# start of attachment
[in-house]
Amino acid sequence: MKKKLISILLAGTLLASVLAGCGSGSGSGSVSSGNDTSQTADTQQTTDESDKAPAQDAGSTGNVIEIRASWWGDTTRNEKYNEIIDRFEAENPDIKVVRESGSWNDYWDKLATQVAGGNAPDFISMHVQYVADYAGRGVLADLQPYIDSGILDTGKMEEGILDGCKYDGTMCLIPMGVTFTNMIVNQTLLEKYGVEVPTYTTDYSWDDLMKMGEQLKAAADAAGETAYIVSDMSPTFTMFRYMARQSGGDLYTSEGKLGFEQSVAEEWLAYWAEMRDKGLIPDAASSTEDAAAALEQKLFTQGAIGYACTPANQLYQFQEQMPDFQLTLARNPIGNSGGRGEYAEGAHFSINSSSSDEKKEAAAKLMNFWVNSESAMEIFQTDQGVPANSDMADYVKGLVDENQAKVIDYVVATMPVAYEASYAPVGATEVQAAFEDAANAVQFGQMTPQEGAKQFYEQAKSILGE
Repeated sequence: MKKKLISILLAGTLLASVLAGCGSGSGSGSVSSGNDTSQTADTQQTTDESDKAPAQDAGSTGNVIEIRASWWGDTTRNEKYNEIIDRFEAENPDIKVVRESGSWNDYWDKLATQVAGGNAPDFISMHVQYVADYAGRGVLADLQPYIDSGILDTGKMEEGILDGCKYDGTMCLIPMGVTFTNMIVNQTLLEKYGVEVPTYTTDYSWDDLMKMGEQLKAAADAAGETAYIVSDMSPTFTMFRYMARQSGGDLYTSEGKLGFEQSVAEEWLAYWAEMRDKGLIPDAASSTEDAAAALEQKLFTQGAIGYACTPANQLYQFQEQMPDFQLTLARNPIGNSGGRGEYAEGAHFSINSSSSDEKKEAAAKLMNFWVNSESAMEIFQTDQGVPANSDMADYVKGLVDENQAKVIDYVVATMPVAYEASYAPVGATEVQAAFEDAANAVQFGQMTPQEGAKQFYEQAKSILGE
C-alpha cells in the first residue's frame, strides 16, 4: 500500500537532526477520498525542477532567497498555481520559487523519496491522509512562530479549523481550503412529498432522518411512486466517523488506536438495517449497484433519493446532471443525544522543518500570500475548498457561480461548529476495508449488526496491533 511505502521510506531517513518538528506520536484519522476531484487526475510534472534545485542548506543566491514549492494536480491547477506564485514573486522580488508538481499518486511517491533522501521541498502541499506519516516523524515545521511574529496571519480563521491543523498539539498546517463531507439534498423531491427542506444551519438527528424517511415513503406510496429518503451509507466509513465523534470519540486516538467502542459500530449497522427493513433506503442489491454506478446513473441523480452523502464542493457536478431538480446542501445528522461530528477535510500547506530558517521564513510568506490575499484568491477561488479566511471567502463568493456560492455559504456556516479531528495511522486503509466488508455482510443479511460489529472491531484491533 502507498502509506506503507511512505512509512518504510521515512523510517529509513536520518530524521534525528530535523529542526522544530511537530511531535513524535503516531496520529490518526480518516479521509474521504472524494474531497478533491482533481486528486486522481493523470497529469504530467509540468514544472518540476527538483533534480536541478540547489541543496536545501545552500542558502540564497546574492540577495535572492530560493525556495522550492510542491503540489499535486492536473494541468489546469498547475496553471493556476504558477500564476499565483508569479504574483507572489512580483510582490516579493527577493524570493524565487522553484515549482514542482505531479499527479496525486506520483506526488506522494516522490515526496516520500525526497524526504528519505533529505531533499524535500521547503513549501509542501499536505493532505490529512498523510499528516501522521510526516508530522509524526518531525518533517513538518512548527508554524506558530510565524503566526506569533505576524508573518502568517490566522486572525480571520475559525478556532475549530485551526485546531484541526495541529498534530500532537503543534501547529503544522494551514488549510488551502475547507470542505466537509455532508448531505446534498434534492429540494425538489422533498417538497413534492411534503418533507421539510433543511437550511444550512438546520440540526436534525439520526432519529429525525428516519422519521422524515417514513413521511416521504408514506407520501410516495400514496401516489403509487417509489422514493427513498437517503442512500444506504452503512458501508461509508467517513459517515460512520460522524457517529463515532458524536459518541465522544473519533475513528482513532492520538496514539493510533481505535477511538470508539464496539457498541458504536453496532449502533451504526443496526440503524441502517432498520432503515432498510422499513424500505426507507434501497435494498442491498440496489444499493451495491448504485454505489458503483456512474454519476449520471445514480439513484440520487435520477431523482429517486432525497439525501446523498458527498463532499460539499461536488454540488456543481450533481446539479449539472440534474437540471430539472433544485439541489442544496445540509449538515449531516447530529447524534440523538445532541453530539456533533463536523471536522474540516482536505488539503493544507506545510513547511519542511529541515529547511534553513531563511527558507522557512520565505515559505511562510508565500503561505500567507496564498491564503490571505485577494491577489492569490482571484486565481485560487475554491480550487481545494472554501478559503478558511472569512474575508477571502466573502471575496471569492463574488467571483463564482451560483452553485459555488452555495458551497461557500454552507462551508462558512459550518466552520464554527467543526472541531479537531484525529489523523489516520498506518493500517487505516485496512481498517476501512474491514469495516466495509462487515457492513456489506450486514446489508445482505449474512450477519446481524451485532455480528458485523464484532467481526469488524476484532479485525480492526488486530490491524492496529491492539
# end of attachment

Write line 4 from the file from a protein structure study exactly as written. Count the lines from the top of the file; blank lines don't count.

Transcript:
C-alpha cells in the first residue's frame, strides 16, 4: 500500500537532526477520498525542477532567497498555481520559487523519496491522509512562530479549523481550503412529498432522518411512486466517523488506536438495517449497484433519493446532471443525544522543518500570500475548498457561480461548529476495508449488526496491533 511505502521510506531517513518538528506520536484519522476531484487526475510534472534545485542548506543566491514549492494536480491547477506564485514573486522580488508538481499518486511517491533522501521541498502541499506519516516523524515545521511574529496571519480563521491543523498539539498546517463531507439534498423531491427542506444551519438527528424517511415513503406510496429518503451509507466509513465523534470519540486516538467502542459500530449497522427493513433506503442489491454506478446513473441523480452523502464542493457536478431538480446542501445528522461530528477535510500547506530558517521564513510568506490575499484568491477561488479566511471567502463568493456560492455559504456556516479531528495511522486503509466488508455482510443479511460489529472491531484491533 502507498502509506506503507511512505512509512518504510521515512523510517529509513536520518530524521534525528530535523529542526522544530511537530511531535513524535503516531496520529490518526480518516479521509474521504472524494474531497478533491482533481486528486486522481493523470497529469504530467509540468514544472518540476527538483533534480536541478540547489541543496536545501545552500542558502540564497546574492540577495535572492530560493525556495522550492510542491503540489499535486492536473494541468489546469498547475496553471493556476504558477500564476499565483508569479504574483507572489512580483510582490516579493527577493524570493524565487522553484515549482514542482505531479499527479496525486506520483506526488506522494516522490515526496516520500525526497524526504528519505533529505531533499524535500521547503513549501509542501499536505493532505490529512498523510499528516501522521510526516508530522509524526518531525518533517513538518512548527508554524506558530510565524503566526506569533505576524508573518502568517490566522486572525480571520475559525478556532475549530485551526485546531484541526495541529498534530500532537503543534501547529503544522494551514488549510488551502475547507470542505466537509455532508448531505446534498434534492429540494425538489422533498417538497413534492411534503418533507421539510433543511437550511444550512438546520440540526436534525439520526432519529429525525428516519422519521422524515417514513413521511416521504408514506407520501410516495400514496401516489403509487417509489422514493427513498437517503442512500444506504452503512458501508461509508467517513459517515460512520460522524457517529463515532458524536459518541465522544473519533475513528482513532492520538496514539493510533481505535477511538470508539464496539457498541458504536453496532449502533451504526443496526440503524441502517432498520432503515432498510422499513424500505426507507434501497435494498442491498440496489444499493451495491448504485454505489458503483456512474454519476449520471445514480439513484440520487435520477431523482429517486432525497439525501446523498458527498463532499460539499461536488454540488456543481450533481446539479449539472440534474437540471430539472433544485439541489442544496445540509449538515449531516447530529447524534440523538445532541453530539456533533463536523471536522474540516482536505488539503493544507506545510513547511519542511529541515529547511534553513531563511527558507522557512520565505515559505511562510508565500503561505500567507496564498491564503490571505485577494491577489492569490482571484486565481485560487475554491480550487481545494472554501478559503478558511472569512474575508477571502466573502471575496471569492463574488467571483463564482451560483452553485459555488452555495458551497461557500454552507462551508462558512459550518466552520464554527467543526472541531479537531484525529489523523489516520498506518493500517487505516485496512481498517476501512474491514469495516466495509462487515457492513456489506450486514446489508445482505449474512450477519446481524451485532455480528458485523464484532467481526469488524476484532479485525480492526488486530490491524492496529491492539